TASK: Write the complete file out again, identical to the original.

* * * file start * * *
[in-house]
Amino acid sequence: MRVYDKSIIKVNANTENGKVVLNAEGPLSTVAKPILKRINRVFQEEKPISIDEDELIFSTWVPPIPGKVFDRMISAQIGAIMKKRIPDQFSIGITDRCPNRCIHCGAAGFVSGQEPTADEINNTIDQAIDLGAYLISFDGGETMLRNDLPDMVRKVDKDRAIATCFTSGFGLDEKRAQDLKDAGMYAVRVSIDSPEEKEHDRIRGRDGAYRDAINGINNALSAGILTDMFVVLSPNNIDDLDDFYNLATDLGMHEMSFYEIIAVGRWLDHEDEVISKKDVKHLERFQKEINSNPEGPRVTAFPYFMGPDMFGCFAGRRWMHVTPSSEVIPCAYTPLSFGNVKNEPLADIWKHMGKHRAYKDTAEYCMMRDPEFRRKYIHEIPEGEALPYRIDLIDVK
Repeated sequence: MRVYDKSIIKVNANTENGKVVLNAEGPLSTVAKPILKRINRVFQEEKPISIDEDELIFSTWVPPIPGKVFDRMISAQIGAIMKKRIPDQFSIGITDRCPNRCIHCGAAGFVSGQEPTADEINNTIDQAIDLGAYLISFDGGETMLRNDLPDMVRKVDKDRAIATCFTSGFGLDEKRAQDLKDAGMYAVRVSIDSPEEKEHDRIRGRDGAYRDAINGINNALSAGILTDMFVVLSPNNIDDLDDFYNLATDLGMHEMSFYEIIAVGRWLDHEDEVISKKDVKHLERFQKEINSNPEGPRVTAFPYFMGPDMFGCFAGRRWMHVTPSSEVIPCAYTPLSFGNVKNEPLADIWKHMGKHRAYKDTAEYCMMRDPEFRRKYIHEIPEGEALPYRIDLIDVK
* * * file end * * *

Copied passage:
[in-house]
Amino acid sequence: MRVYDKSIIKVNANTENGKVVLNAEGPLSTVAKPILKRINRVFQEEKPISIDEDELIFSTWVPPIPGKVFDRMISAQIGAIMKKRIPDQFSIGITDRCPNRCIHCGAAGFVSGQEPTADEINNTIDQAIDLGAYLISFDGGETMLRNDLPDMVRKVDKDRAIATCFTSGFGLDEKRAQDLKDAGMYAVRVSIDSPEEKEHDRIRGRDGAYRDAINGINNALSAGILTDMFVVLSPNNIDDLDDFYNLATDLGMHEMSFYEIIAVGRWLDHEDEVISKKDVKHLERFQKEINSNPEGPRVTAFPYFMGPDMFGCFAGRRWMHVTPSSEVIPCAYTPLSFGNVKNEPLADIWKHMGKHRAYKDTAEYCMMRDPEFRRKYIHEIPEGEALPYRIDLIDVK
Repeated sequence: MRVYDKSIIKVNANTENGKVVLNAEGPLSTVAKPILKRINRVFQEEKPISIDEDELIFSTWVPPIPGKVFDRMISAQIGAIMKKRIPDQFSIGITDRCPNRCIHCGAAGFVSGQEPTADEINNTIDQAIDLGAYLISFDGGETMLRNDLPDMVRKVDKDRAIATCFTSGFGLDEKRAQDLKDAGMYAVRVSIDSPEEKEHDRIRGRDGAYRDAINGINNALSAGILTDMFVVLSPNNIDDLDDFYNLATDLGMHEMSFYEIIAVGRWLDHEDEVISKKDVKHLERFQKEINSNPEGPRVTAFPYFMGPDMFGCFAGRRWMHVTPSSEVIPCAYTPLSFGNVKNEPLADIWKHMGKHRAYKDTAEYCMMRDPEFRRKYIHEIPEGEALPYRIDLIDVK